Spurgeon turned to the account of Abraham Davenport to illustrate his point and concluded it with a paragraph that echoes down the years to the day we find ourselves in:

“It is dark. But whatever is going to happen, or whatever is not going to happen, let us be found girded, sober, and hopeful. In these dark political times, these dark religious times, I call for candles. For we mean to go on working.”

Yes indeed. Call for candles. Let’s continue to faithfully be salt and light. Let’s get on with the work of being His witness in these dark days.

Ballad of the Goodly Fere

Ezra Pound's Captivating Portrait of Jesus

The Ballad of the Goodly Fere

by Ezra Pound
Simon Peter speaking after the Crucifixion.

Ezra Pound. Ballad of the Goodly Fere

Ezra Pound. Circa 1967: portrait of american poet, editor and critic Ezra Pound (1885-1972) sitting at a restaurant table. (Photo by Horst Tappe/Hulton Archive/Getty Images.) Ezra pound

(Fere=Mate, Companion.)

Ha’ we lost the goodliest fere o’ all
For the priests and the gallows tree?
Aye lover he was of brawny men,
O’ ships and the open sea.

When they came wi’ a host to take Our Man
His smile was good to see,
“First let these go!” quo’ our Goodly Fere,
“Or I’ll see ye damned,” says he.

Aye he sent us out through the crossed high spears
And the scorn of his laugh rang free,
“Why took ye not me when I walked about
Alone in the town?” says he.

Oh we drank his “Hale” in the good red wine
When we last made company,
No capon priest was the Goodly Fere
But a man o’ men was he.

I ha’ seen him drive a hundred men
Wi’ a bundle o’ cords swung free,
That they took the high and holy house
For their pawn and treasury.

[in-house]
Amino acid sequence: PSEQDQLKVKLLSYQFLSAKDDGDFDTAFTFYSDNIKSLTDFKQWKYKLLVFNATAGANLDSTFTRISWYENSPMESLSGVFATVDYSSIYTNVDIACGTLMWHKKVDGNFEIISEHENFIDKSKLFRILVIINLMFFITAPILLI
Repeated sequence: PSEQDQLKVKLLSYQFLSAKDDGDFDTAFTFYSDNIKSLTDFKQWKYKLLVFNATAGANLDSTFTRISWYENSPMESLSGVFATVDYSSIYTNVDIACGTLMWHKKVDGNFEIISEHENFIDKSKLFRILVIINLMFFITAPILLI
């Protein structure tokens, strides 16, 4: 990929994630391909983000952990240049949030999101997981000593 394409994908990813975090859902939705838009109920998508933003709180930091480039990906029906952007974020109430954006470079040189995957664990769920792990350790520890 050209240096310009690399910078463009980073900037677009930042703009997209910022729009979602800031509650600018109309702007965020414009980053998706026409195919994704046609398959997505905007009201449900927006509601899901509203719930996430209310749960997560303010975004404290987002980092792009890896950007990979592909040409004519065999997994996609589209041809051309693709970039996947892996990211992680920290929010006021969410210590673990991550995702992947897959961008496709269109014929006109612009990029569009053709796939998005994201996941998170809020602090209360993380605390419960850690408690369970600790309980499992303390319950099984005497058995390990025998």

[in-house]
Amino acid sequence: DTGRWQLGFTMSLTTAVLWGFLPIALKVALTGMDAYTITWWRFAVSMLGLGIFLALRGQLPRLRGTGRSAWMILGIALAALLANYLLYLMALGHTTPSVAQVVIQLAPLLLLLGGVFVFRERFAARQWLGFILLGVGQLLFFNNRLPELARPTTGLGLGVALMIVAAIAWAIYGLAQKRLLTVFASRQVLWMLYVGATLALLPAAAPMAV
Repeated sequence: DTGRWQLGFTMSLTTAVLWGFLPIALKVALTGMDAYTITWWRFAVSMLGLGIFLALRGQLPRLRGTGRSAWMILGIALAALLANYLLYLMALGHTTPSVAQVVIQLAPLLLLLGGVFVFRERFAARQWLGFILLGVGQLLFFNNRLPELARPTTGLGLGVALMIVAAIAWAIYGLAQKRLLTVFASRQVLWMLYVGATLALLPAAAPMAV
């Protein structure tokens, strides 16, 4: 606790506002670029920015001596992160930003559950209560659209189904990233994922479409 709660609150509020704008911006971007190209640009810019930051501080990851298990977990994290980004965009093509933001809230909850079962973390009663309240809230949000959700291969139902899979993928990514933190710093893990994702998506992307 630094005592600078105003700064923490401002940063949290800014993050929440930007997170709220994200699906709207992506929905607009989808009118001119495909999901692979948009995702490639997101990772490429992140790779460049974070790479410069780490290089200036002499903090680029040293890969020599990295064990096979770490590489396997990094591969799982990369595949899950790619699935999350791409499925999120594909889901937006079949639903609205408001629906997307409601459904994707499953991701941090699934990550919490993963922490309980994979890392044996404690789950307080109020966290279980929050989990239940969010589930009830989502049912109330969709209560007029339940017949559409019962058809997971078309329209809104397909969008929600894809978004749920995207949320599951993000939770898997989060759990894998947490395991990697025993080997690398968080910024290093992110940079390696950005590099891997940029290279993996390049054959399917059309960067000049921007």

They’ll no’ get him a’ in a book I think
Though they write it cunningly;
No mouse of the scrolls was the Goodly Fere
But aye loved the open sea.

If they think they ha’ snared our Goodly Fere
They are fools to the last degree.
“I’ll go to the feast,” quo’ our Goodly Fere,
“Though I go to the gallows tree.”

“Ye ha’ seen me heal the lame and blind,
And wake the dead,” says he,
“Ye shall see one thing to master all:
‘Tis how a brave man dies on the tree.”

A son of God was the Goodly Fere
That bade us his brothers be.
I ha’ seen him cow a thousand men.
I have seen him upon the tree.

He cried no cry when they drave the nails
And the blood gushed hot and free,
The hounds of the crimson sky gave tongue
But never a cry cried he.

I ha’ seen him cow a thousand men
On the hills o’ Galilee,
They whined as he walked out calm between,
Wi’ his eyes like the grey o’ the sea,

Like the sea that brooks no voyaging
With the winds unleashed and free,
Like the sea that he cowed at Genseret
Wi’ twey words spoke’ suddently.

A master of men was the Goodly Fere,
A mate of the wind and sea,
If they think they ha’ slain our Goodly Fere
They are fools eternally.

I ha’ seen him eat o’ the honey-comb
Sin’ they nailed him to the tree.

(For those who don’t know Pound’s work, he was quite the controversial figure – a giant in his art and a lighting rod politically. I remain amazed that some of the most touching pictures can emerge from the most conflicted hearts and imaginations – Jeff)